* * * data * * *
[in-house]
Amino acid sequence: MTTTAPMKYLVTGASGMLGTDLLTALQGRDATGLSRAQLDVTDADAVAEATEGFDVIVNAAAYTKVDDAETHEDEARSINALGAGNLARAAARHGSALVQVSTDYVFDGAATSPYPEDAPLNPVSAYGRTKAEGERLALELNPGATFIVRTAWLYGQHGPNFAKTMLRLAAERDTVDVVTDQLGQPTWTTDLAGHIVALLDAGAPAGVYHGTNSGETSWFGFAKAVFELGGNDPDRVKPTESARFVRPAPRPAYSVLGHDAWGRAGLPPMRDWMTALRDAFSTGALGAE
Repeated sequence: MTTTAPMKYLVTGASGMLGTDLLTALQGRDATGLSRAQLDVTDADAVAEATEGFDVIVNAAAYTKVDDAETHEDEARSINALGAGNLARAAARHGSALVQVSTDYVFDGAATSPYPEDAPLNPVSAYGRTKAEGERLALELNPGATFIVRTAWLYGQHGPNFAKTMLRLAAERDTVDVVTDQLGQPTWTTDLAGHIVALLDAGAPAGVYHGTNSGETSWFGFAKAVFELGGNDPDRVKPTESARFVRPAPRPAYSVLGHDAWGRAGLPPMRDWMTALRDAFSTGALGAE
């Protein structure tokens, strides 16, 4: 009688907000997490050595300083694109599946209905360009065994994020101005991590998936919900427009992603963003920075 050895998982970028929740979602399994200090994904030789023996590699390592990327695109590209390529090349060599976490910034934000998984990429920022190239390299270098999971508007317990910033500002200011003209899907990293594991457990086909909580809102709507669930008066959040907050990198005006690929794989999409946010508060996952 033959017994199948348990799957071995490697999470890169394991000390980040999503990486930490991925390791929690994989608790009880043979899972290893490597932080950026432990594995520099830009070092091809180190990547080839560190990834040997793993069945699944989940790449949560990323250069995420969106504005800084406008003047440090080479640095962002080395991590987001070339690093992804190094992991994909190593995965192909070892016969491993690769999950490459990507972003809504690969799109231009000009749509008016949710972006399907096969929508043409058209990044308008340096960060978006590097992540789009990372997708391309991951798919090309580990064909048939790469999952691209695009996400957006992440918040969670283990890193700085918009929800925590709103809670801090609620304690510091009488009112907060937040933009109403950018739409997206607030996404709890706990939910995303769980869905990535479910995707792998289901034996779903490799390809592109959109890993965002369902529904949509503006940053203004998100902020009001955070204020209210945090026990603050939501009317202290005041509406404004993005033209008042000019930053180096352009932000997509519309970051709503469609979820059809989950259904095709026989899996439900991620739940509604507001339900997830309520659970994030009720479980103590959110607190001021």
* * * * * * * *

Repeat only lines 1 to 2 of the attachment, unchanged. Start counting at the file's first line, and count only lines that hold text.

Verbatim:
[in-house]
Amino acid sequence: MTTTAPMKYLVTGASGMLGTDLLTALQGRDATGLSRAQLDVTDADAVAEATEGFDVIVNAAAYTKVDDAETHEDEARSINALGAGNLARAAARHGSALVQVSTDYVFDGAATSPYPEDAPLNPVSAYGRTKAEGERLALELNPGATFIVRTAWLYGQHGPNFAKTMLRLAAERDTVDVVTDQLGQPTWTTDLAGHIVALLDAGAPAGVYHGTNSGETSWFGFAKAVFELGGNDPDRVKPTESARFVRPAPRPAYSVLGHDAWGRAGLPPMRDWMTALRDAFSTGALGAE